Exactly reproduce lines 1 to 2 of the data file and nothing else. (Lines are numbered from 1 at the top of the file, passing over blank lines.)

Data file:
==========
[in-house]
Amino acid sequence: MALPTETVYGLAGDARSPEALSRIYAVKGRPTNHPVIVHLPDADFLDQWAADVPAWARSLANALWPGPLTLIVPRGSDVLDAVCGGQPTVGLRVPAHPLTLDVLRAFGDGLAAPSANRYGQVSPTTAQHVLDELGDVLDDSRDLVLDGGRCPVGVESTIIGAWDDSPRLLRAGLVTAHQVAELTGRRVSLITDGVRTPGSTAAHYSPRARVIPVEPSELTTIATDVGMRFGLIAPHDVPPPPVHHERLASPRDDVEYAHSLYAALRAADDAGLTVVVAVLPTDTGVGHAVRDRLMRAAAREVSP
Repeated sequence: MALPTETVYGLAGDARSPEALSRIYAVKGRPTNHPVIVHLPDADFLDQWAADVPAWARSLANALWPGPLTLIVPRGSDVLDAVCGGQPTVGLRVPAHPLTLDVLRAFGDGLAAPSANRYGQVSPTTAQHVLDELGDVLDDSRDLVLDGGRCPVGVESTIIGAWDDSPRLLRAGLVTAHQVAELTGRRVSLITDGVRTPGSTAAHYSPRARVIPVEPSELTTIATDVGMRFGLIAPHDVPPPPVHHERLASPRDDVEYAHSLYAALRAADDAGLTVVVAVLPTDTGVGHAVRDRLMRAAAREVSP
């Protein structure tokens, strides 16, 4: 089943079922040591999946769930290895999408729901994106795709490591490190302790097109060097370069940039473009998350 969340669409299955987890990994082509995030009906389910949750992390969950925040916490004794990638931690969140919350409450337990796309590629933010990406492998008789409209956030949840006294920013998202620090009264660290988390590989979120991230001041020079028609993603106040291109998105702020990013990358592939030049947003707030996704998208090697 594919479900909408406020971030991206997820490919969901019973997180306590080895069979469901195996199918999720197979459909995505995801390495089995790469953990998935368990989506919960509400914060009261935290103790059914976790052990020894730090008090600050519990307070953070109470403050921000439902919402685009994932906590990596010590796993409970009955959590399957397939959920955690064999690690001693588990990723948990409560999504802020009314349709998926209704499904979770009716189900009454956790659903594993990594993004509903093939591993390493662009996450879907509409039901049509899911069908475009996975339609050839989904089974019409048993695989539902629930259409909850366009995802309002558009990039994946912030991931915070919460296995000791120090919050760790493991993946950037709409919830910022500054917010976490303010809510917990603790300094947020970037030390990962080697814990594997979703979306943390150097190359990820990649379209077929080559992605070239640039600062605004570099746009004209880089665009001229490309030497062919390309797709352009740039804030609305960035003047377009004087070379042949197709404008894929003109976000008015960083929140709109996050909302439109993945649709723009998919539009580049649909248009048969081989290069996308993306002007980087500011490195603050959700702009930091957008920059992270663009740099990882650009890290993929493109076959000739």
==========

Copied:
[in-house]
Amino acid sequence: MALPTETVYGLAGDARSPEALSRIYAVKGRPTNHPVIVHLPDADFLDQWAADVPAWARSLANALWPGPLTLIVPRGSDVLDAVCGGQPTVGLRVPAHPLTLDVLRAFGDGLAAPSANRYGQVSPTTAQHVLDELGDVLDDSRDLVLDGGRCPVGVESTIIGAWDDSPRLLRAGLVTAHQVAELTGRRVSLITDGVRTPGSTAAHYSPRARVIPVEPSELTTIATDVGMRFGLIAPHDVPPPPVHHERLASPRDDVEYAHSLYAALRAADDAGLTVVVAVLPTDTGVGHAVRDRLMRAAAREVSP